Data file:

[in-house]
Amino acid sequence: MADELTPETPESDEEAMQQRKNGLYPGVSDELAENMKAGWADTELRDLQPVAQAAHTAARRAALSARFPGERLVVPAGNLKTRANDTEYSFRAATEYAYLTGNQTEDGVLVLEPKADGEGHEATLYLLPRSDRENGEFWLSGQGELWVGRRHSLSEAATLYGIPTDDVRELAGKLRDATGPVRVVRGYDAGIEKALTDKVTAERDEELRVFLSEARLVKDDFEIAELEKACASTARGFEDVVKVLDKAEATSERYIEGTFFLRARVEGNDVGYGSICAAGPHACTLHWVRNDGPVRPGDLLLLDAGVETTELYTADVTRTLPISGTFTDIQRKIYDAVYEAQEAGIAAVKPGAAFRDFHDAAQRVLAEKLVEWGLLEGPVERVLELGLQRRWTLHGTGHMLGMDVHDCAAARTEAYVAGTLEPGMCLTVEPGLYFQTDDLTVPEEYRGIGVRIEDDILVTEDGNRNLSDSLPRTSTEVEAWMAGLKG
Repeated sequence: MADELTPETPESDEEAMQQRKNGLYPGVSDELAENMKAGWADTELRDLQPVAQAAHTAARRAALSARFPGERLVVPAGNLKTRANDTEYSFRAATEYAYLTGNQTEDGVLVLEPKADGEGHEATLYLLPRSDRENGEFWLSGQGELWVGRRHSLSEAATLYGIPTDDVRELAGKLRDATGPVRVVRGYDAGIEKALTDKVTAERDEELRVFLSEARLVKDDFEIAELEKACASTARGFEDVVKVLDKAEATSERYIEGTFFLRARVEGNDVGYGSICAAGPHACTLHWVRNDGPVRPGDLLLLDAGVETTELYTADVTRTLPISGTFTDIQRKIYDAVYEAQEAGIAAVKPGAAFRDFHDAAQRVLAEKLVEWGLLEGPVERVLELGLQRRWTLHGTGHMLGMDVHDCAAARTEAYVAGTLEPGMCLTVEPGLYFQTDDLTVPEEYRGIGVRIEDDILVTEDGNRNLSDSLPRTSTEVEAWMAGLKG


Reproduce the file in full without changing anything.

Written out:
[in-house]
Amino acid sequence: MADELTPETPESDEEAMQQRKNGLYPGVSDELAENMKAGWADTELRDLQPVAQAAHTAARRAALSARFPGERLVVPAGNLKTRANDTEYSFRAATEYAYLTGNQTEDGVLVLEPKADGEGHEATLYLLPRSDRENGEFWLSGQGELWVGRRHSLSEAATLYGIPTDDVRELAGKLRDATGPVRVVRGYDAGIEKALTDKVTAERDEELRVFLSEARLVKDDFEIAELEKACASTARGFEDVVKVLDKAEATSERYIEGTFFLRARVEGNDVGYGSICAAGPHACTLHWVRNDGPVRPGDLLLLDAGVETTELYTADVTRTLPISGTFTDIQRKIYDAVYEAQEAGIAAVKPGAAFRDFHDAAQRVLAEKLVEWGLLEGPVERVLELGLQRRWTLHGTGHMLGMDVHDCAAARTEAYVAGTLEPGMCLTVEPGLYFQTDDLTVPEEYRGIGVRIEDDILVTEDGNRNLSDSLPRTSTEVEAWMAGLKG
Repeated sequence: MADELTPETPESDEEAMQQRKNGLYPGVSDELAENMKAGWADTELRDLQPVAQAAHTAARRAALSARFPGERLVVPAGNLKTRANDTEYSFRAATEYAYLTGNQTEDGVLVLEPKADGEGHEATLYLLPRSDRENGEFWLSGQGELWVGRRHSLSEAATLYGIPTDDVRELAGKLRDATGPVRVVRGYDAGIEKALTDKVTAERDEELRVFLSEARLVKDDFEIAELEKACASTARGFEDVVKVLDKAEATSERYIEGTFFLRARVEGNDVGYGSICAAGPHACTLHWVRNDGPVRPGDLLLLDAGVETTELYTADVTRTLPISGTFTDIQRKIYDAVYEAQEAGIAAVKPGAAFRDFHDAAQRVLAEKLVEWGLLEGPVERVLELGLQRRWTLHGTGHMLGMDVHDCAAARTEAYVAGTLEPGMCLTVEPGLYFQTDDLTVPEEYRGIGVRIEDDILVTEDGNRNLSDSLPRTSTEVEAWMAGLKG